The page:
By Savannah Lore
This weekend was our first annual Artisan Fair and it was my job to give the half hour tours of the home. With the amount of people that stopped by, I was able to give a lot of shorten tours back to back and I learned a few things about how I give tours and about giving tours in general. Here is a list of some things I found important to understand about giving shorten tours.
- When you do a shorter tour, you just don’t cut things out of your script. I realized this when I was giving multiple tours. You need to change the way you give the tour because there is a different pace to how you are showing the home. You have you give the main points sooner and more often. In a longer tour, I have time to introduce ideas and build on them. A shorter tour demands that guide need to pick a clear theme or one idea and rework the tour so the facts support that. This gets the visitors an idea to grab on to in the short time that you have to work with them.
- Pay attention to the numbers. The more people on the tour, the more time it takes to move them through the house. This follows that idea of pacing but in a physically sense. With larger groups, it takes more time for people to move through rooms and to settle. This means leaving time to some silence for them to enter the room and look around. If you move too fast, some people do not have time to process your interpretation. There is more talking and less people listening when you rush them through the house.
- Read the crowd. I think this a skill that every tour guide learns to do. I could see this much more clearly when I had tours back to back. Different groups react to different things. Experienced tour guides can read a group and can see how to approach certain topics. A shorter tour gives you less time to know the group so you have to get a quicker read on the situation.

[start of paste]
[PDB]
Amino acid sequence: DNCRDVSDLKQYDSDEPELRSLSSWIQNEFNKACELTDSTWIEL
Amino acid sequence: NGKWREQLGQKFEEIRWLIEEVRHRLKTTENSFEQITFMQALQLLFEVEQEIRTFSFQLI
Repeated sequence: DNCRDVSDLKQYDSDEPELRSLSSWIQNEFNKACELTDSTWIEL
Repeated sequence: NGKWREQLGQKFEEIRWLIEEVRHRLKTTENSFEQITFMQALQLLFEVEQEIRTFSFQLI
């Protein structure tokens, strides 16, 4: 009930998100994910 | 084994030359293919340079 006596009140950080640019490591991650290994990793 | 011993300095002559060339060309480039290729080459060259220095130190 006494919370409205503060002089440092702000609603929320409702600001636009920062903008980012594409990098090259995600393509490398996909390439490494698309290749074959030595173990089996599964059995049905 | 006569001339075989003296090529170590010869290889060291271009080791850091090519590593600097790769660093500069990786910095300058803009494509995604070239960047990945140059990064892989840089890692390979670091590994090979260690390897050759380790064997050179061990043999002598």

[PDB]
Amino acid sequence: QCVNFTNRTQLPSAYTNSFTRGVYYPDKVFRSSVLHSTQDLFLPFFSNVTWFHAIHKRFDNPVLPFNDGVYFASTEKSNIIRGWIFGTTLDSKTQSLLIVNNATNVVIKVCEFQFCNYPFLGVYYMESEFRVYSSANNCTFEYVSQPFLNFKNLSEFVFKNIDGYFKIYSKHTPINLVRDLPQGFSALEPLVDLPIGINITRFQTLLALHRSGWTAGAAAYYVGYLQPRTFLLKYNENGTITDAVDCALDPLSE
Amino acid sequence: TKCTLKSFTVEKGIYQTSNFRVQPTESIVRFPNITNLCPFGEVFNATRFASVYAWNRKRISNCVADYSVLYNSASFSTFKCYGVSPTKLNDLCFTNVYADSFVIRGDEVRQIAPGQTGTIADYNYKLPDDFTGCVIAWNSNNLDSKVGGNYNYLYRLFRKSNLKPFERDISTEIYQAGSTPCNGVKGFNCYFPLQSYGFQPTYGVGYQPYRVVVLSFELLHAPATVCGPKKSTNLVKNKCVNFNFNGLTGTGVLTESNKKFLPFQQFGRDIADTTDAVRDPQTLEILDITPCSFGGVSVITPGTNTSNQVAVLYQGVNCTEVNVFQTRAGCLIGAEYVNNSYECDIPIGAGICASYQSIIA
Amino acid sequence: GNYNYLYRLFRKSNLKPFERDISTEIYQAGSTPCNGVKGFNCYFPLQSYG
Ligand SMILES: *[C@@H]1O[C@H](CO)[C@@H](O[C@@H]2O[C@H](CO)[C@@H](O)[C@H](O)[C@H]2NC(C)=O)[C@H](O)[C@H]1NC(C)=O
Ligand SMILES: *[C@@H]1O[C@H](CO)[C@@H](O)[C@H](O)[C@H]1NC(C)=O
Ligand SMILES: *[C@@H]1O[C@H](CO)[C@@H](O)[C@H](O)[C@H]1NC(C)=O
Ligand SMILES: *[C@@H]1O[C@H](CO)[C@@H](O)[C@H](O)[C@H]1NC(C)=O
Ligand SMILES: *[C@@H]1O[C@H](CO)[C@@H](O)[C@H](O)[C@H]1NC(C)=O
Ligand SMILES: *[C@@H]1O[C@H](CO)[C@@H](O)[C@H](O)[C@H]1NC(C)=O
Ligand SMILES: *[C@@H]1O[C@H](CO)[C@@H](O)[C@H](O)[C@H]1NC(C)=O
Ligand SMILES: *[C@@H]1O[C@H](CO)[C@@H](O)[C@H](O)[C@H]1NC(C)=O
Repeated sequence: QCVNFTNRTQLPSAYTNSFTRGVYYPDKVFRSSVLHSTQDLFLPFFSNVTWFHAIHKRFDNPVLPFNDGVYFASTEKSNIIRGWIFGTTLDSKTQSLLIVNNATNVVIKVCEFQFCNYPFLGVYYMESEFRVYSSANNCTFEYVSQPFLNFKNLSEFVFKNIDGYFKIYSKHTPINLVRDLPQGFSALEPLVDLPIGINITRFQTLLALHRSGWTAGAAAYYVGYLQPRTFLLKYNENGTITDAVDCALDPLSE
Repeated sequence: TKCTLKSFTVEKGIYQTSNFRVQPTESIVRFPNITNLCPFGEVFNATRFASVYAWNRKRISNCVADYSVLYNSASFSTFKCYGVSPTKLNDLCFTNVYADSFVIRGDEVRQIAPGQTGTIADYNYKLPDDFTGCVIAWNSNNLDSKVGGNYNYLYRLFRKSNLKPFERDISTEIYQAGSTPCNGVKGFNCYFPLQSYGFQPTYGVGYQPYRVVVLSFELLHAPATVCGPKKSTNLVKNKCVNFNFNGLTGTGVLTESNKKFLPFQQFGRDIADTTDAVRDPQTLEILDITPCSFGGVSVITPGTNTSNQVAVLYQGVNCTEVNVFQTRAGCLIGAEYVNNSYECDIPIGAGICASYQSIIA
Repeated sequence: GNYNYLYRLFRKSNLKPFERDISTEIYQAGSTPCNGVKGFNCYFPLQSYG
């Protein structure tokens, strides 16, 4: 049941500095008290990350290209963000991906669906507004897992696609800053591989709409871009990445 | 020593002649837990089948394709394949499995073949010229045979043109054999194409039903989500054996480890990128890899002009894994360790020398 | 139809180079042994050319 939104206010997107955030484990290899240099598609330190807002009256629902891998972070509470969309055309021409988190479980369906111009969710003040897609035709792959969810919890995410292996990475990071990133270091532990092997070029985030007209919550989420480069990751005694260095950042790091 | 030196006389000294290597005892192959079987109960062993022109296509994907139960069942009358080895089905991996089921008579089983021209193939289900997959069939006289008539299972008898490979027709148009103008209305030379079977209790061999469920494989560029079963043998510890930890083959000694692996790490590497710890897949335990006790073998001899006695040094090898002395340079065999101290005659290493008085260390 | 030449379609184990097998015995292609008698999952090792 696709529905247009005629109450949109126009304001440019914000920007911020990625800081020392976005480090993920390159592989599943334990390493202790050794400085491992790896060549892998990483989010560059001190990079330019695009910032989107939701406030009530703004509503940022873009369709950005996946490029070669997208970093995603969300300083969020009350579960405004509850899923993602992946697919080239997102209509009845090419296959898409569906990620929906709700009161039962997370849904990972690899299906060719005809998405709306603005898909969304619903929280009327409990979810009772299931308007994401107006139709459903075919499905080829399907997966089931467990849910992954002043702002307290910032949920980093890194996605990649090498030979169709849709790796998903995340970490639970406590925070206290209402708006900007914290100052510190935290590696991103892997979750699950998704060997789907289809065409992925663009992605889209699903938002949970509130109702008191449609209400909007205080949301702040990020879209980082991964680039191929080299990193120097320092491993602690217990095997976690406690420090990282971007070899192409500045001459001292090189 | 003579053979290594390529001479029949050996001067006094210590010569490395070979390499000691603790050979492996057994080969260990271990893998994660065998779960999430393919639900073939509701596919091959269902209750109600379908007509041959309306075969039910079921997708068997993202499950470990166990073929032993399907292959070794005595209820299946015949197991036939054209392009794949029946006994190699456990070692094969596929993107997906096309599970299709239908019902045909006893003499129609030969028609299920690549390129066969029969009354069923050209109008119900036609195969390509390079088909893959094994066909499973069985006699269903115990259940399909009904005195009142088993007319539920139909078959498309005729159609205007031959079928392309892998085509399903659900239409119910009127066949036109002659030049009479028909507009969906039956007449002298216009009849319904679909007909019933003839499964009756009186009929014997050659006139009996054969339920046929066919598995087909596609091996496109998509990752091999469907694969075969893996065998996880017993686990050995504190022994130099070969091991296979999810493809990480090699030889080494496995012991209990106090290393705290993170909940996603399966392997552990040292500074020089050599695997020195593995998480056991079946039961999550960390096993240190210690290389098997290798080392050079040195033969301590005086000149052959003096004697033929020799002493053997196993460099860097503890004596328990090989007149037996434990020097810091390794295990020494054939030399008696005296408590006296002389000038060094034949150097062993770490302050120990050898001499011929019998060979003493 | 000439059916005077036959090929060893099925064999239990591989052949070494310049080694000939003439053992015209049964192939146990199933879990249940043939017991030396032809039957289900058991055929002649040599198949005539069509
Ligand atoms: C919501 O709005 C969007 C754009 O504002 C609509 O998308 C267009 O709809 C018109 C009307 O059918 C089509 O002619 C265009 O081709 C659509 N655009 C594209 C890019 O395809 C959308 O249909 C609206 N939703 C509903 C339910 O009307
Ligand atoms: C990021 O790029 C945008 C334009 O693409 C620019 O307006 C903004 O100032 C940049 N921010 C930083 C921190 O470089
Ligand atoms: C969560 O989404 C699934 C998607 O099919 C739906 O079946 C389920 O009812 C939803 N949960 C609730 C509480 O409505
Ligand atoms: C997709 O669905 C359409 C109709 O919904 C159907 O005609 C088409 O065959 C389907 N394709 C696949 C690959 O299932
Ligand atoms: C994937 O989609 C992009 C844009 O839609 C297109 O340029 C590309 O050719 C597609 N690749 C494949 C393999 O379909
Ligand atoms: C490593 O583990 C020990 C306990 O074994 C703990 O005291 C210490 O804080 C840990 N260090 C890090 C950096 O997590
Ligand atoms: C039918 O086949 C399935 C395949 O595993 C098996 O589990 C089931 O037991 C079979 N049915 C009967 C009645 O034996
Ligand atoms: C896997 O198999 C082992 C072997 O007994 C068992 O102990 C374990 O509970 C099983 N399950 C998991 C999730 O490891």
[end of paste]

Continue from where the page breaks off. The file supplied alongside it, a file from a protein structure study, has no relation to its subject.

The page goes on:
by Savannah Lore
This phrase tends to get people shocked or interested in a millisecond. I show them the door to the root seller that is in the kitchen pantry, and tell them they we don’t tour it but we have pictures for them to view. I usually get question about the pictures because they clearly show the shackles on the wall. When I explain, “No, those are shackles.” I get a varied amount of looks, ranging from “Really?” to a loud gasp. (I always follow up with what they were used for and stories about African Americans freeing themselves in Missouri in this period.) I bring up these stories because this week I have been focusing on the book Interpreting Slavery at Museums and Historic Sites edited by Kristen L. Gallas and James DeWolf Perry.
I was lucky enough to attend an Interpreting Slavery seminar at the Alexander Majors Barn in May put on in joint effort by Freedom’s Frontier, University of Missouri-Kansas City’s Center for Midwestern Studies, Wornall/Majors House Museums, and the Tracing Center on Histories and Legacies of Slavery. This book was a resource material from that seminar. I learned so much just about how to talk about slavery with visitors and how to share slavery in a meaningful but proper way. One of the great things I took away from the seminar was that as an interpreter, I am a guide, and I am not there to force them to think or believe what I think they should know or feel. My job should be to introduce them to this narrative and guide them in the learning process (or crisis depending on their perspective and background knowledge.)